The centennial year has been marked with appearances by high-profile guests. On February 23, Eric Holder, the first African American to serve as U.S. Attorney General, gave a keynote address to a capacity crowd in the Duquesne Union Ballroom. Acclaimed attorney and author Scott Turow was featured at the annual Law Alumni Reunion Dinner on April 16. U.S. Supreme Court Justice Samuel Alito served as Distinguished Lecturer for the summer study program in Rome in July, and his colleague Justice Antonin Scalia headlined an historical Centennial program on September 24, 100 years to the day after Pope Pius X had issued his apostolic blessing on the new law school that would welcome its first class the following evening.
The centennial year, though, is about far more than an impressive guest list and special events.
It is a celebration of the contributions of 11 deans, hundreds of faculty members, and most of all, the more than 7,500 alumni who have passed through the Duquesne University School of Law. The achievements and reputations of the school and its alumni are inextricably intertwined. As our alumni have become renowned across our region and beyond, our school has become increasingly recognized for training outstanding professionals in every field of practice. As our school improves, our graduates are better prepared to face emerging challenges and reach new levels of excellence, thus, again, enhancing the school’s reputation.
University President Dr. Charles Dougherty expanded on this idea in his remarks to the Law School’s graduating class of 2010. Law degrees, he said, each carry two values. The first is the intrinsic value of the credential itself. The product of countless hours of hard work required to earn a degree and pass the Bar exam, this value results from individual effort and remains for the most part constant throughout one’s career. The second, Dougherty explained, is the social value of a law degree—the prestige with which one is viewed professionally by his or her colleagues.
Social value, however, is variable, dependent on a school’s reputation and driven by the esteem in which its graduates are held. Still, primary responsibility for this value rests on the conferring institution. The centennial offers an opportunity for reflection and recommitment to maximizing the social value of every Duquesne Law degree, a task Dean Gormley has eagerly embraced.
On September 2, 2010, he presented an ambitious vision for the anniversary year and beyond:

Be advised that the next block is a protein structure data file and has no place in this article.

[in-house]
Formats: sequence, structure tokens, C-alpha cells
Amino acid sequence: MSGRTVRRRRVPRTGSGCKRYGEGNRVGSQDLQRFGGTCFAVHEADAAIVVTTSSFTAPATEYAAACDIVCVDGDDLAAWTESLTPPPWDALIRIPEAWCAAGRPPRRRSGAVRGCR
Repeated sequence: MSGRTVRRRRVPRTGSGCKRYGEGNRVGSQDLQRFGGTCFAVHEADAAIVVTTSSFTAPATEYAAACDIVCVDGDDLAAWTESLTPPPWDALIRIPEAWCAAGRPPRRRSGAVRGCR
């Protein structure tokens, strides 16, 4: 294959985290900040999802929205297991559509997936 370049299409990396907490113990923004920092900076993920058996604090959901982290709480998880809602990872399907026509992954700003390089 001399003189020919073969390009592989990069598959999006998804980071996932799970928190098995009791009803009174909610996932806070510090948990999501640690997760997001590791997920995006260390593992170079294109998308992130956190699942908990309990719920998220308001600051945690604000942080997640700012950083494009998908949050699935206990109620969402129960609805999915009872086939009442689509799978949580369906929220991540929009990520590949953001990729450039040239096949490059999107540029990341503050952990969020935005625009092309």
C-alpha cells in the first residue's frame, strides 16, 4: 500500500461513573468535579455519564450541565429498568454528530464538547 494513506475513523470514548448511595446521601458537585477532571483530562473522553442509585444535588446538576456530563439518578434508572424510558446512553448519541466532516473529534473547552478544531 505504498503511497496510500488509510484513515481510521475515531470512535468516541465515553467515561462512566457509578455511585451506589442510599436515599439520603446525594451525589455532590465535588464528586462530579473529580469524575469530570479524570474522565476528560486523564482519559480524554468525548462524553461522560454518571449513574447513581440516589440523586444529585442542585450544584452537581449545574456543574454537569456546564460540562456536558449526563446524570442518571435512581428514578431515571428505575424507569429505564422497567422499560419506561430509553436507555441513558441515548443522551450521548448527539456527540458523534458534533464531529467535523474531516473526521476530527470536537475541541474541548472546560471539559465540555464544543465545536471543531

Service to Students
Grading policies have been revised to ensure fairness and accuracy without putting Duquesne students at a disadvantage in job searches as compared with graduates of regional competitors.
Online systems have been developed allowing students to easily register for classes both within their respective divisions and between day and evening classes for maximum flexibility.
A vice dean has been appointed for the evening division. Longtime Assistant Dean Ella Kwisnek, L’91, facilitates direct communication between the Dean and evening students.
Additional support is being provided for Duquesne’s award-winning trial moot court program, which hosted the 2010 National Institute of Trial Advocacy’s “Tournament of Champions” by virtue of their 2008 win in that event. In 2011, Duquesne teams won the Gourley Cup and the prestigious American Association for Justice (AAJ) National Student Trial Advocacy Competition, ranking first in the country. Retired Pennsylvania Superior Court Judge Maureen Lally-Green, E’71, L’74, leads an advisory board to raise Duquesne’s appellate moot court and advocacy programs to similar world-class status.
Recruitment and retention of top minority students remains a priority. Former Allegheny County Bar Association President Eric W. Springer serves as a special assistant to Dean Gormley in this area. The Charles Hamilton Houston Scholars program is a centerpiece of this effort.
A comprehensive evaluation of the curriculum is underway, examining possible reforms to the first-year curriculum, upper-level requirements, upper-level electives (including clinical programs) and international programs and courses. The exhaustive review includes benchmarking against 40 peer law schools and surveys of faculty, students and alumni.